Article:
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The Lincoln highway
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Library Journal Review
Towles's (A Gentleman in Moscow) third rollicking historical novel begins on a very somber note: the year is 1954, and 18-year-old Nebraska farm boy Emmett Watson is being driven home by the warden of the reform school where he served time for accidently killing a boy who was bullying him. (The accident was "the ugly side of chance," the warden tells Emmett.) Having received an early release after his father died and the bank foreclosed on the family farm, Emmett, who trained as a carpenter before the accident, plans on leaving town ASAP and moving to a growing city where he can flip houses to support himself and his absolutely charming, precocious eight-year-old brother Billy. Emmett's well-laid plans go completely awry as Duchess and Woolly, two fellow students from the reform school, emerge from their hiding place in the warden's trunk. This sets the four boys off on a 10-day adventure worthy of inclusion in Billy's favorite book, Professor Abacus Abernathe's Compendium of Heroes, Adventures, and Other Intrepid Travelers. Joining the four adventurers on their cross-country coming-of-age journey are Sally, the plucky young neighbor of the Watsons (wonderfully voiced by Marin Ireland), and Ulysses, a homeless war veteran (voiced by the always amazing Dion Graham). Edoardo Ballerini masterfully portrays the four very different boys, smoothly juggling the shifting points of view. VERDICT Towles's entertaining and moving character-driven narrative explores the lovely, ugly, and heartbreaking sides of chance.--Beth Farrell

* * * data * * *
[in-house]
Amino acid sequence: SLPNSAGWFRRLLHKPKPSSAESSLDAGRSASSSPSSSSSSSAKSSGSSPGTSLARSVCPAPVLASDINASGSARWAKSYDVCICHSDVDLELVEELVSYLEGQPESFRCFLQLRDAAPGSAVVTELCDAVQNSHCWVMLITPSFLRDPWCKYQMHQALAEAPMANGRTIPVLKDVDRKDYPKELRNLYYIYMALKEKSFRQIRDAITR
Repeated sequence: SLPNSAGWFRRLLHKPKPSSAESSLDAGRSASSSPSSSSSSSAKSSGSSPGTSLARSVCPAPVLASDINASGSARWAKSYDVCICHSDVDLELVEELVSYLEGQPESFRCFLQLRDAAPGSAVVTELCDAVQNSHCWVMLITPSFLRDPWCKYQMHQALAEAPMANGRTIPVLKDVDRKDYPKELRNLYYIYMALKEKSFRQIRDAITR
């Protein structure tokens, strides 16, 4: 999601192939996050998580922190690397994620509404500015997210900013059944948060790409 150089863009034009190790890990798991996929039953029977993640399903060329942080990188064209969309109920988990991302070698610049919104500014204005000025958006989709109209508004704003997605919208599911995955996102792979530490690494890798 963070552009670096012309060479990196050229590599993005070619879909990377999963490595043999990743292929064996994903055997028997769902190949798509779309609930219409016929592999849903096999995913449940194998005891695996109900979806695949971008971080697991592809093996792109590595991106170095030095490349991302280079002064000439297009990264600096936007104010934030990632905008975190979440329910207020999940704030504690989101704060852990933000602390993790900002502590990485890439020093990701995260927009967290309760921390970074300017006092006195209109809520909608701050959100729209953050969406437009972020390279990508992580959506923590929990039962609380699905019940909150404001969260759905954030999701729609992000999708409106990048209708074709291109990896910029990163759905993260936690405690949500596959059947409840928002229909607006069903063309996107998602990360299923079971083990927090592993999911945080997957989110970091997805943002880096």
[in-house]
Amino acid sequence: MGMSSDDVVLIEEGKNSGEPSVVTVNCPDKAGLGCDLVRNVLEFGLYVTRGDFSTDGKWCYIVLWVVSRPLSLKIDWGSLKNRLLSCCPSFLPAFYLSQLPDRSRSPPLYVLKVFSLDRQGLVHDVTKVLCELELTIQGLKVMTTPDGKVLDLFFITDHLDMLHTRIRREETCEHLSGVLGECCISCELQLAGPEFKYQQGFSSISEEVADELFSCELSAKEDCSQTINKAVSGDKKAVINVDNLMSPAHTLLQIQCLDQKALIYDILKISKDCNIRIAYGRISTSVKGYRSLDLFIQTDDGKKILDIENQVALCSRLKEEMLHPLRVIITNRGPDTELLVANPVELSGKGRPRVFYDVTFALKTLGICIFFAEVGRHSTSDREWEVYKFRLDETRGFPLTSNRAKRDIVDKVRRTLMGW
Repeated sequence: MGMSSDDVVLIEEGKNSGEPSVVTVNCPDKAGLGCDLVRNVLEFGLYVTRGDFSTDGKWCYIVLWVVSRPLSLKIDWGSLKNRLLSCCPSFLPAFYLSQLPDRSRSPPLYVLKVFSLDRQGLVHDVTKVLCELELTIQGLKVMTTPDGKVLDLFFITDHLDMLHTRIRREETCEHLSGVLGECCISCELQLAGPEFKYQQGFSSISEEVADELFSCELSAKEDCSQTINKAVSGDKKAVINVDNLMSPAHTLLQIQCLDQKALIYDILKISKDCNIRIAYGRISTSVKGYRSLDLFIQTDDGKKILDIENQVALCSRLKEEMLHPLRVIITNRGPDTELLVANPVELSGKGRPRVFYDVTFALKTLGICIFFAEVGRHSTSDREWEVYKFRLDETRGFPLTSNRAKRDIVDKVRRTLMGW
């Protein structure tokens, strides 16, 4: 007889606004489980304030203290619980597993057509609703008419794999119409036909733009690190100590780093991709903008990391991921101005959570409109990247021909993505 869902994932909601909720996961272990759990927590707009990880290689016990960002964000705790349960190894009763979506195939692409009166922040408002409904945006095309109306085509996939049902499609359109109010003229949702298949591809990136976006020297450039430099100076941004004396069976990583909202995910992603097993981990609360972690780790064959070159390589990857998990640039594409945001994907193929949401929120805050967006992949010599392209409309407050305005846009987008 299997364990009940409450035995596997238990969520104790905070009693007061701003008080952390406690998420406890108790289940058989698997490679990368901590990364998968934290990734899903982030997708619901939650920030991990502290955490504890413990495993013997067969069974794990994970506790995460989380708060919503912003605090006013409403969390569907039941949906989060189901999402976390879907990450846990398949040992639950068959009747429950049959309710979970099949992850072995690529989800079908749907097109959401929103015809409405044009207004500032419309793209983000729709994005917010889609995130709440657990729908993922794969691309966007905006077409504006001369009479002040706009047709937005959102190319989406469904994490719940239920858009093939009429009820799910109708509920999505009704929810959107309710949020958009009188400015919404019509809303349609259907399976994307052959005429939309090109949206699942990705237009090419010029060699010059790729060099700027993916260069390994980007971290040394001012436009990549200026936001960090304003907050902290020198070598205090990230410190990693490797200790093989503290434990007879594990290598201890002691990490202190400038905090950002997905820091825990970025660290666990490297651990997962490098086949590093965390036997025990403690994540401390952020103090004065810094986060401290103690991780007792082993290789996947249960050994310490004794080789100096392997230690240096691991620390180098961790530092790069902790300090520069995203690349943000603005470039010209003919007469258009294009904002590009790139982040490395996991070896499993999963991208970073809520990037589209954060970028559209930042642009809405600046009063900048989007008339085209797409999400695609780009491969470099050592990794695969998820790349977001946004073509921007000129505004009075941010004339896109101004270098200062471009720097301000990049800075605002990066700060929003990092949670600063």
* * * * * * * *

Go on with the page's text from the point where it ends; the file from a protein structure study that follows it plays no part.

Publishers Weekly Review
Towles's magnificent comic road novel (after A Gentleman in Moscow) follows the rowdy escapades of four boys in the 1950s and doubles as an old-fashioned narrative about farms, families, and accidental friendships. In June 1954, 18-year-old Emmett Watson returns to his childhood farm in Morgen, Neb., from a juvenile detention camp. Emmett has been released early from his sentencing for fighting because his father has died and his homestead has been foreclosed. His precocious eight-year-old brother, Billy, greets him, anxious to light out for San Francisco in hopes of finding their mother, who abandoned them. Plans immediately go awry when two escaped inmates from Emmett's camp, Duchess and Woolly, appear in the Watsons' barn. Woolly says his grandfather has stashed $150,000 in the family's Adirondack Mountains cabin, which he offers to split evenly between the three older boys. But Duchess and Woolly take off with Emmett's Studebaker, leaving the brothers in pursuit as boxcar boys. On the long and winding railway journey, the brothers encounter characters like the scabrous Pastor John and an endearing WWII vet named Ulysses, and Billy's constant companion, a book titled Professor Abacus Abernathe's Compendium of Heroes, Adventures, and Other Intrepid Travelers, provides parallel story lines of epic events and heroic adventures. Woolly has a mind for stories, too, comparing his monotonous time in detention to that of Edmond Dantès in The Count of Monte Cristo and hoping eventually to experience a "one-of-a-kind kind of day." Towles is a supreme storyteller, and this one-of-a-kind kind of novel isn't to be missed. (Oct.)Correction: An earlier version of this review misstated the name of the Ulysses character.
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